Both parties cite that one of the primary reasons that Firefighters have left Grants Pass is a lack of promotional opportunities. The arbitrator is not persuaded that lack of promotional opportunities is the sole reason for leaving. As discussed above, significantly higher wages are a draw. There were other compelling reasons cited in the Union's testimony and exhibits as well: more specialized programs no longer available in Grants Pass such as ambulance service and technical rescue teams which provide for individual growth opportunities; better working conditions due to new facilities and more staffing; lack of residency requirements; and greater job security. Neither of the parties' proposals addressed these reasons for leaving.
 
Experienced Firefighters leave Grants Pass because there is a lack of promotional opportunity under the public safety model. However, this arbitrator is not persuaded that either proposal will effectively address this issue. Increases in the pay to Corporals would perhaps make that position more attractive; however, there are still only three positions available. To proceed further up the career ladder in Grants Pass requires cross training. The City's proposal for additional police related certifications might encourage firefighters to prepare for promotional opportunity out side the bargaining unit. However, the testimony of the Union witnesses and general consensus of the witnesses Schwartz and Henner illustrate the unwillingness or reluctance of the Firefighters to cross train as police officers. This arbitrator is not optimistic that the City's proposed incentives would be effective in retaining experienced employees.
For the reasons discussed above, while retention of firefighters is a problem for Grants Pass, this arbitrator is not persuaded that the proposals advanced by the parties will in the foreseeable future resolve the retention problem.(2)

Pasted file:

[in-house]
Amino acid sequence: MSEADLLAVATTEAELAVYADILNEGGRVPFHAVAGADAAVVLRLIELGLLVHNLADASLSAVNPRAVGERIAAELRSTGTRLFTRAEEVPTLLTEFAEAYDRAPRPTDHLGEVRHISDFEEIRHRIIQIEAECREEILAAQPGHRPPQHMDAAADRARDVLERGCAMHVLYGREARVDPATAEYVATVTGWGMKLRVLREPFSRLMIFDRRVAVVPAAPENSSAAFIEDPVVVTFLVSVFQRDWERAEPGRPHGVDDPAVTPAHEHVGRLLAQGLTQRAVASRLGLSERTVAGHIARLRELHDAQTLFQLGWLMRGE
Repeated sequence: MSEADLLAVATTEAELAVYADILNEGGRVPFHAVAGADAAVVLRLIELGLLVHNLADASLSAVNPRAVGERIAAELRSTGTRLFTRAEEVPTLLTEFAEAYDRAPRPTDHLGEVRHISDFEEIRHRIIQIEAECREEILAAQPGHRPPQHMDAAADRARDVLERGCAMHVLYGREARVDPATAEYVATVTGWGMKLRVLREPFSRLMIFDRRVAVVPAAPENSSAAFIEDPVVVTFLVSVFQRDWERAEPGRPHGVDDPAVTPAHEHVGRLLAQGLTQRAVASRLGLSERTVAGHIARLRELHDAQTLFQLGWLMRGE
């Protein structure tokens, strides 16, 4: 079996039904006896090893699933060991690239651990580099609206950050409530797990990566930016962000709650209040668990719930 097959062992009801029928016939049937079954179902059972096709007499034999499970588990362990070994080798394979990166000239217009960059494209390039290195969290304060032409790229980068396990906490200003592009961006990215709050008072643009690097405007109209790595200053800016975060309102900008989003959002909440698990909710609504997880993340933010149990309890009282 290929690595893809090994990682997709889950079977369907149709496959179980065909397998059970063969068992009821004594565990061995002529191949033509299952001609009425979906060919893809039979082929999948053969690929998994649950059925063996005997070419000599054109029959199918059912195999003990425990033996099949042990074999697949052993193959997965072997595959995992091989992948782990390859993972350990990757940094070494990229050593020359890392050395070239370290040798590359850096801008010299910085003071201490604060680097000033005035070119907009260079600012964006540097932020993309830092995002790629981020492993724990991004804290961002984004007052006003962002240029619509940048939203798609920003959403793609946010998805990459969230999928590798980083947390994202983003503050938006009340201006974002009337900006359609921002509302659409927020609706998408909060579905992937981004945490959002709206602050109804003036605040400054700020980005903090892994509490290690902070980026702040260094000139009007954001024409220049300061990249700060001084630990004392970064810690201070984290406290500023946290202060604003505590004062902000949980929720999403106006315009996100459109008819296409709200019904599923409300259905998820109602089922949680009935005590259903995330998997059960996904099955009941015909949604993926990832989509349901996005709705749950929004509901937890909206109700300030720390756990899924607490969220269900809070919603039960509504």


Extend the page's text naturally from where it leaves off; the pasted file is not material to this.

ORS 243.746(4)(b). The reasonable financial ability of the unit of government to meet the costs of the proposed contract giving due consideration and weight to the other services, provided by and other priorities of, the unit of government as determined by the governing body. A reasonable operating reserve against future contingencies, which does not include funds in contemplation of settlement of the labor dispute, shall not be considered as available toward settlement.
 
The Union costs their first year wage proposal at $40,242 including roll-ups over current costs. The Union argues that the City's wage proposal with all employees receiving the City's proposed incentive program costs $38,496 (or more than $5,832 more than what the Union has proposed). Including roll-up, that dollar difference increases to $7,185. (Union's Exhibit #10) The Union argues that the actual general fund revenues have increased significantly and steadily over the last 7 years, from $4,980,721 in 1992 to $8,007,674 in 1999. In addition, the City has enjoyed during that same time period General Fund balances no lower than 19% and a high in 1999 of 28%. (Union's Exhibit #11) The Union argues that there should be no question that the City has the ability to pay, as the City's proposal was more costly than that proposed by the Union.
 
The City counters that while the direct costs of the Union proposal are at $52,114 for the first year; there are significant financial impacts of the Union's proposal that will result in significant costs to the City. These indirect costs are $265,000 for the first year, $300,000 for the second year and additional increases forward. One indirect cost is increases to those employees represented by the Teamster and the Employees' Association as they have a "me too" provision for wages and insurance in their contract. Parity increases will also be necessary for the non-represented employees as it has been the City's policy to provide the same increases to all employees. But a greater expenditure, $265,000, will result if the arbitrator were to award the Union's proposed new structure and pay increase for the Fire Corporal position. To preserve the comparable worth of the current classification system and its current compression, additional increases and restructuring will be needed to "correct" the classification system for all the other employees. If the arbitrator was to award the Union's final offer proposal, the additional and on-going expense of "correcting" the classification structure and bringing other employees up to parity would use General Fund resources needed for the other City programs. (Testimony of Peterson, and Stumpf)